Last Friday's Hospitality Night was an annual reminder of how much better our town would be if lower Forest Avenue was closed to cars and converted to a pedestrian plaza with planters, benches, lighting, and al fresco dining, making it a convivial town center in which to meet and greet friends and visitors. Really, was anyone inconvenienced by the lack of parking on Forest Avenue? Did retailers suffer? To the contrary, I heard that many flourished.
Making Forest Avenue more people-centric is relevant to another major proposal that was brought before the Planning Commission Dec. 5: the possibility of restriping Glenneyre Street, from Thalia Street to Calliope Street, from four lanes to three, creating a dedicated bike lane and increasing traffic flow with several roundabouts at high-traffic intersections. By providing a safe place for bikers to commute, we are making a powerful commitment to alternative, eco-friendly transport for bikers, skateboarders, rollerbladers and pedestrians. And Glenneyre commuters will not suffer in the bargain.
It's amazing that a quaint resort town that wants to be seen as progressive is still burdened by a transportation infrastructure entirely built for the car — a system that was installed in the last century and is failing the needs of modern society. Which is why so many cities have committed substantial resources to creating complete streets that are safer and better for everybody — drivers, cyclists and walkers. It reduces traffic and parking. It's easier on the environment, and it's a great way to stay healthy. And yet, the idea has been met with extreme hostility. City officials have been receiving a significant volume of protest from residents of Glenneyre and neighboring Catalina, who fear more traffic will be diverted to them. Here are some of the criticisms:
Glenneyre is going from four lanes to two.
No, only one lane is being eliminated. There will be a center turning lane, much like Laguna Canyon Road. Unfortunately the local papers reported it this way and never retracted it. So it won't be much different than it is now, except bikers won't be in your lane and at risk. Also, no parking will be removed in the bargain.
It will create tremendous traffic jams.
Honestly, can anyone say Glenneyre is congested? Once in a blue moon near downtown, perhaps. But this is a road that flows, and will flow even better with four roundabouts. Cars won't have to stop, and traffic circles are a well-documented success wherever they are implemented. More cars will choose Glenneyre over Catalina because it will be so much faster.
Roundabouts are dangerous and chaotic.
There's always been fear of employing these European traffic measures, and yes, it might take a while to get used to them, as always with something new. But once people experience them, they love them.
People don't really bike in Laguna, so what's the point?
This is kind of an oxymoron. How can they bike when there's no place to safely ride? I've heard it said that the majority of residents are simply too old to bike. And while we agree that there are a great many locals who would never bike even if they lived in Holland, they are neglecting two important demographics: people who are young and healthy enough to ride (well, our kids are quickly becoming so obese that they are disqualified, but maybe this can help); and tourists who would have a far better experience and opinion of our town if they could navigate the streets safely and easily, finding it easier to park a bike than a car.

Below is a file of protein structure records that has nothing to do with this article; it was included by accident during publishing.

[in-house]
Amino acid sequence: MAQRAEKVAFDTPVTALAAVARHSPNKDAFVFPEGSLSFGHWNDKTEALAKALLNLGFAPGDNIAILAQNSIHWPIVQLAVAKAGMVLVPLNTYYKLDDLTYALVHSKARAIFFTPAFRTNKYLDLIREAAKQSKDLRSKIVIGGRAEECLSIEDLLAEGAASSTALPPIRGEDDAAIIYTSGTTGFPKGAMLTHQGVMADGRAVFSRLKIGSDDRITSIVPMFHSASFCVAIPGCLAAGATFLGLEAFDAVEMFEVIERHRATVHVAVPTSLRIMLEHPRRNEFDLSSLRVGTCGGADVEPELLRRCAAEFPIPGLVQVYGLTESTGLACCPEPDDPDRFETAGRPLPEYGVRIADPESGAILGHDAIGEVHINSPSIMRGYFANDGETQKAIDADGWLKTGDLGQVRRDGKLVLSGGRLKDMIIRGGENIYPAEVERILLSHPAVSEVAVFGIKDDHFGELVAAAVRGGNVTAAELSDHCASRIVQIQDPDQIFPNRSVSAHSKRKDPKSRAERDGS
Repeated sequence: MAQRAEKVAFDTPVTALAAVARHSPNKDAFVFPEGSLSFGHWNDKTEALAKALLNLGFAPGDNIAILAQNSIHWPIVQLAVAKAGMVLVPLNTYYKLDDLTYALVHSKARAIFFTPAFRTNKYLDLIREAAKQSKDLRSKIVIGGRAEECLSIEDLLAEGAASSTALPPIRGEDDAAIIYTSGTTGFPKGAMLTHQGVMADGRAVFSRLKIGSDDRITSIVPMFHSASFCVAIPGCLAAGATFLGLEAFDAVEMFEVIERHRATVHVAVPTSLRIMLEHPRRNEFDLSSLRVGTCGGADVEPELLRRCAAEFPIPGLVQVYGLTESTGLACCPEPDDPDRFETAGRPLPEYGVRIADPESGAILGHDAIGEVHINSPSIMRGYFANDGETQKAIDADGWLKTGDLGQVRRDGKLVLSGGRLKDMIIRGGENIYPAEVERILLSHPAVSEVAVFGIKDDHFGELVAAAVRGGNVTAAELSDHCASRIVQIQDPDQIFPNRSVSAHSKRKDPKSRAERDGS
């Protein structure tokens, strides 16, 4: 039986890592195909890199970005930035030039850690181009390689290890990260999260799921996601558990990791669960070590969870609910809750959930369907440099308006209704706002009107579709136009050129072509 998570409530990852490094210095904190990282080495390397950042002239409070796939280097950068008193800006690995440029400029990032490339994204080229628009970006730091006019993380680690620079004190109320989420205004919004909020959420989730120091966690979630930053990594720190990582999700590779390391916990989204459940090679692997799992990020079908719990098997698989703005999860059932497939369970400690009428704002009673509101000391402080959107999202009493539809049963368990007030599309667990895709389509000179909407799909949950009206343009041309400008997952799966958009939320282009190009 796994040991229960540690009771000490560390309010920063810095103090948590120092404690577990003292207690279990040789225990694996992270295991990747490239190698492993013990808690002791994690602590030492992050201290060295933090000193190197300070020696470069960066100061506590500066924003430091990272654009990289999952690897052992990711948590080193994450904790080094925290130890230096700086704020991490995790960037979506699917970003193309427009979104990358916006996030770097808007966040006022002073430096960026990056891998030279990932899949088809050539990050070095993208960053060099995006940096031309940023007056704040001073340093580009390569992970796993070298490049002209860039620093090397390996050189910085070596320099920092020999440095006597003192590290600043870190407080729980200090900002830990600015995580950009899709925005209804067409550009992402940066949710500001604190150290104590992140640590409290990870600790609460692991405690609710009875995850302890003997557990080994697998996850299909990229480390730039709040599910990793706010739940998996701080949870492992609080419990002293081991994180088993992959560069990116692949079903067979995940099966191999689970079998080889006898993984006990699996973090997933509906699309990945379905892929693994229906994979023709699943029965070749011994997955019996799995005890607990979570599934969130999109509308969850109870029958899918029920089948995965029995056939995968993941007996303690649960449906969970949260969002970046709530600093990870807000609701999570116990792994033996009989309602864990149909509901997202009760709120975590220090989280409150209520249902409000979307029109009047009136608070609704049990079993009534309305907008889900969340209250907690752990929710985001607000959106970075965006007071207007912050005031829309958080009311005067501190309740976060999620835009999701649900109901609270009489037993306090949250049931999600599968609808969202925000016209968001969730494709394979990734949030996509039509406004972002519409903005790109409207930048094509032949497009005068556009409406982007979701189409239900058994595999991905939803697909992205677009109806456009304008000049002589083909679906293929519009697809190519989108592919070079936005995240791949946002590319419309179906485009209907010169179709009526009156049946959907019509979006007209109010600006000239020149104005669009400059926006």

Biking is too hard in Laguna. That's why nobody does it.
OK, we're not Amsterdam. But we're not San Francisco, either, which by the way has a top-rated bike system. We have a few moderate hills in the lower parts of town, nothing that can't be negotiated with a little fortitude. And electric bikes make riding any hill a breeze.
Bikes don't belong on any road. They make people too nervous when they hog the lane.
This is precisely why a dedicated bike lane is needed. Can you imagine how much better driving Coast Highway would be if all the bikers were diverted to a bike-friendly network of roads through town? They'd enjoy it more, too. Besides, it's now a state mandate for communities to adopt complete streets.
We are suffering from isolation. We go from our cars to our homes and our various appliances. We need more opportunities to engage in the human condition, to offer all modes of transportation that encourage people to get outside and meet each other. This is the best sustainable practice we can employ, keeping us healthy and connected.
Imagine a future where bikers can rent from bike-share depots across town, ride from north and south through and around town, visiting friends, running errands, shopping, dining, beaching, or just touring our beautiful neighborhoods — and never peddle Coast Highway. A safe biking route from Nye's Place to Crescent Bay, from the beaches to the foothills. With beautiful public art and historic homes to admire. Imagine Laguna with a skate park and a safe route for skaters to get there on, a comprehensive network of sharrows and bike lanes, public and privately commissioned sculptural and artistic bike racks, a trolley system that runs year round, and the nexus for it all, a beautiful pedestrian promenade on lower Forest Avenue.
We can do this. Please support this effort and let your city officials know it's time to make Laguna a multi-modal, less car-dependent town.
BILLY FRIED is a resident of Laguna Beach.